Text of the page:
Protect What Is Important Through an Asset Protection Trust

Posted by John Crow | Jun 14, 2020 | 0 Comments

Chances are if you are reading this page you have had success during your life. Maybe you have built a home and raised a family. Maybe you have built a small business from the ground up. However you define your success, you want to know that the assets you have built in your lifetime are protected and secure.

Unfortunately, we live in a world in which success can often makes you a target. If you are sued, your property and other assets can be exposed to judgments. Similarly, if you have significant financial debt, creditors will likely knock at your door in an attempt to try to collect against those assets.

If you are facing lawsuits or creditors, understand that all the financial success you have had in your life is at risk. But there is a solution. There is a way to protect your assets from creditor claims and judgments. Use an asset protection trust. In Tennessee, the best trust to use is the Tennessee Investment Service Trust, or TIST for short. 

How a Traditional Asset Protection Trust Works

Let's say that you operate a business which has significant liability, such as a medical, accounting, or engineering practice. You have an expensive home you want to make sure it is protected in case a lawsuit is filed against you. If you place that home inside an asset protection trust it can be protected against creditors.

In many states, a traditional irrevocable trust is used as an asset protection trust. The person seeking to protect their property creates the trust, names their spouse or other loved one as trustee of the trust, and the trust is then funded with the property that person wants to protect. By doing so the property/asset is no longer owned by the individual the property. Rather legal title and control of the asset passes to the trustee.

Note that immediate creditor protection is not always ensured with using a typical asset protection trust. Depending on state law, those assets may have immediate protection from creditors, delayed protection, or very minimal protection.

Additionally, when an asset is placed in a traditional irrevocable trust, the former owner of the property must give up control over the property. They have no power to direct its use after the trustee takes over. This lack of control is a substantial downside to a traditional asset protection trust.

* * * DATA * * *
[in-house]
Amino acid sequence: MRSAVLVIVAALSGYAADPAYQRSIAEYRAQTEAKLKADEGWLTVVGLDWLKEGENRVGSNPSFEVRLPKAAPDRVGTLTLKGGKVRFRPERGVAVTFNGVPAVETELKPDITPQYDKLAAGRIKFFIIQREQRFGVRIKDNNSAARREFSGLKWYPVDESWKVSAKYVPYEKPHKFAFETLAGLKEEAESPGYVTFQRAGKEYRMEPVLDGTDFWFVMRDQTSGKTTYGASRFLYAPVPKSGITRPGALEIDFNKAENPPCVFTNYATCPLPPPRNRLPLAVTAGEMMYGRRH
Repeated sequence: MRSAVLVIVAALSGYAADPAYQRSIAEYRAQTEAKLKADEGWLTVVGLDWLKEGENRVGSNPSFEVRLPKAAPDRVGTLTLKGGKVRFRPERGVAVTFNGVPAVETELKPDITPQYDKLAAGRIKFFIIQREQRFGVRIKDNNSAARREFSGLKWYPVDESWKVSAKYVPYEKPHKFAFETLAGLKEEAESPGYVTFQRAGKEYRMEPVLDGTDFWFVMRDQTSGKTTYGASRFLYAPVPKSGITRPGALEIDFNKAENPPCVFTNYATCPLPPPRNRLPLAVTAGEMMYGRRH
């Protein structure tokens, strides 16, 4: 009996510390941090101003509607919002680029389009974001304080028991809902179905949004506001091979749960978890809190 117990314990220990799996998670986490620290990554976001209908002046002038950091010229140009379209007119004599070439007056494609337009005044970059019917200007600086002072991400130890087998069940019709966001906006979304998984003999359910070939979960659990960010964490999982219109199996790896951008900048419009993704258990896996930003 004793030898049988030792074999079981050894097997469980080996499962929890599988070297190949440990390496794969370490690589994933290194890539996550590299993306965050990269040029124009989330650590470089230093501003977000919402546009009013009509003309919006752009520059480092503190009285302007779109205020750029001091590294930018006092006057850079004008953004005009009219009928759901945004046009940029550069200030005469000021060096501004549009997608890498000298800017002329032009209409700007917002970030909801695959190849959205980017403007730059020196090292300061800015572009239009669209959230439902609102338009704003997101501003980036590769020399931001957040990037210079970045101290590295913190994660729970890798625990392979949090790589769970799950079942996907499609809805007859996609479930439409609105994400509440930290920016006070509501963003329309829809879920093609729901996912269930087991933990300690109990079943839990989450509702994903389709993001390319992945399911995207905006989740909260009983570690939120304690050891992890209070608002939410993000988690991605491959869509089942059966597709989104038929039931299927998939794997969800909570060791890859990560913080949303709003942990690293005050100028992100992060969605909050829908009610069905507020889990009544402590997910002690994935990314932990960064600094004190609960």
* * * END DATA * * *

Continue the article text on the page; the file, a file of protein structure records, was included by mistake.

Another negative aspect for the use of the of a standard irrevocable trust as an asset protection trust is that the income from the trust can be taxed at a much higher rate than you would individually be taxed. Much of the taxation depends on how the irrevocable trust is written and formed.

Tennessee's Asset Protection Trust  

In Tennessee, using a TIST is by far the best option if you are looking to form an asset protection trust. This type of trust allows for complete creditor protection after a certain period and it gives you some control over the assets. Take a look at how it operates:

When the trust is created and assets are placed inside the trust, those assets will be protected against creditors after 2 years. However, this period is shortened to 6 months if you give creditors or potential creditors notice. You do not have to send creditors direct notice. Instead, notice to creditors can be given by filing notice with the Register of Deeds in county in which the asset is located.

Once the trust is funded, the trust is controlled by a trustee you appoint. Typically, with married couples the other spouse would serve as trustee, though anyone you trust to serve would be appropriate. The trustee just needs to understand their fiduciary duty and what is required of them in their role in managing your trust.

Unlike most states, the creator (or grantor) of a TIST has some significant controls over investment and management of the trust. The grantor has the power to:

  • Tell the trustee how to manage the assets in the role of an investment advisor
  • Receive all income from the trust
  • Receive 5% of the principal of the trust every year